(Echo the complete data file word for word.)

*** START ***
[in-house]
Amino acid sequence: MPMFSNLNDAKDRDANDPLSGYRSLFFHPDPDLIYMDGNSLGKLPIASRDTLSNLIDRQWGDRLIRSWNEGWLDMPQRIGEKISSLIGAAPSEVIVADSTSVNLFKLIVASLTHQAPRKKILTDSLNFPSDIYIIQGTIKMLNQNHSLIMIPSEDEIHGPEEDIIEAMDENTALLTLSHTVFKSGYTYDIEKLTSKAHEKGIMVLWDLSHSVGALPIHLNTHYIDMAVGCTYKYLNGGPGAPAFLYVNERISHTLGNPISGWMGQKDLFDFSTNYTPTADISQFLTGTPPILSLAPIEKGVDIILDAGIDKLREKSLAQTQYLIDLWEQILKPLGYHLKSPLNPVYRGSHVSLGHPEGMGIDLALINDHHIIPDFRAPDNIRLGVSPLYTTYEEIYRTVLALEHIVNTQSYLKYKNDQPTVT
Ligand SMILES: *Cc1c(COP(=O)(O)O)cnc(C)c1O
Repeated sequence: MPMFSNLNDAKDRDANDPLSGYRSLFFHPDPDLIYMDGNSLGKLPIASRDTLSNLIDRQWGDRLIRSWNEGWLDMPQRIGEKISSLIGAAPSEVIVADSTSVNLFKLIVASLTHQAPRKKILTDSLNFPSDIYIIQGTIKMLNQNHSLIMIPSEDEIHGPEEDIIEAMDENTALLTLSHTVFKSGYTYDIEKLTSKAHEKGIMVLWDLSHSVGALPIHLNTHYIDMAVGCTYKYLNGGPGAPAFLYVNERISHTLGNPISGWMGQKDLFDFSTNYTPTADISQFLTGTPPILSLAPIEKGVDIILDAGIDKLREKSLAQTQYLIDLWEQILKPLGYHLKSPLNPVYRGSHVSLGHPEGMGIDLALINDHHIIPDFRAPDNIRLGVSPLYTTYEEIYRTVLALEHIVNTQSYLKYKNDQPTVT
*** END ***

[in-house]
Amino acid sequence: MPMFSNLNDAKDRDANDPLSGYRSLFFHPDPDLIYMDGNSLGKLPIASRDTLSNLIDRQWGDRLIRSWNEGWLDMPQRIGEKISSLIGAAPSEVIVADSTSVNLFKLIVASLTHQAPRKKILTDSLNFPSDIYIIQGTIKMLNQNHSLIMIPSEDEIHGPEEDIIEAMDENTALLTLSHTVFKSGYTYDIEKLTSKAHEKGIMVLWDLSHSVGALPIHLNTHYIDMAVGCTYKYLNGGPGAPAFLYVNERISHTLGNPISGWMGQKDLFDFSTNYTPTADISQFLTGTPPILSLAPIEKGVDIILDAGIDKLREKSLAQTQYLIDLWEQILKPLGYHLKSPLNPVYRGSHVSLGHPEGMGIDLALINDHHIIPDFRAPDNIRLGVSPLYTTYEEIYRTVLALEHIVNTQSYLKYKNDQPTVT
Ligand SMILES: *Cc1c(COP(=O)(O)O)cnc(C)c1O
Repeated sequence: MPMFSNLNDAKDRDANDPLSGYRSLFFHPDPDLIYMDGNSLGKLPIASRDTLSNLIDRQWGDRLIRSWNEGWLDMPQRIGEKISSLIGAAPSEVIVADSTSVNLFKLIVASLTHQAPRKKILTDSLNFPSDIYIIQGTIKMLNQNHSLIMIPSEDEIHGPEEDIIEAMDENTALLTLSHTVFKSGYTYDIEKLTSKAHEKGIMVLWDLSHSVGALPIHLNTHYIDMAVGCTYKYLNGGPGAPAFLYVNERISHTLGNPISGWMGQKDLFDFSTNYTPTADISQFLTGTPPILSLAPIEKGVDIILDAGIDKLREKSLAQTQYLIDLWEQILKPLGYHLKSPLNPVYRGSHVSLGHPEGMGIDLALINDHHIIPDFRAPDNIRLGVSPLYTTYEEIYRTVLALEHIVNTQSYLKYKNDQPTVT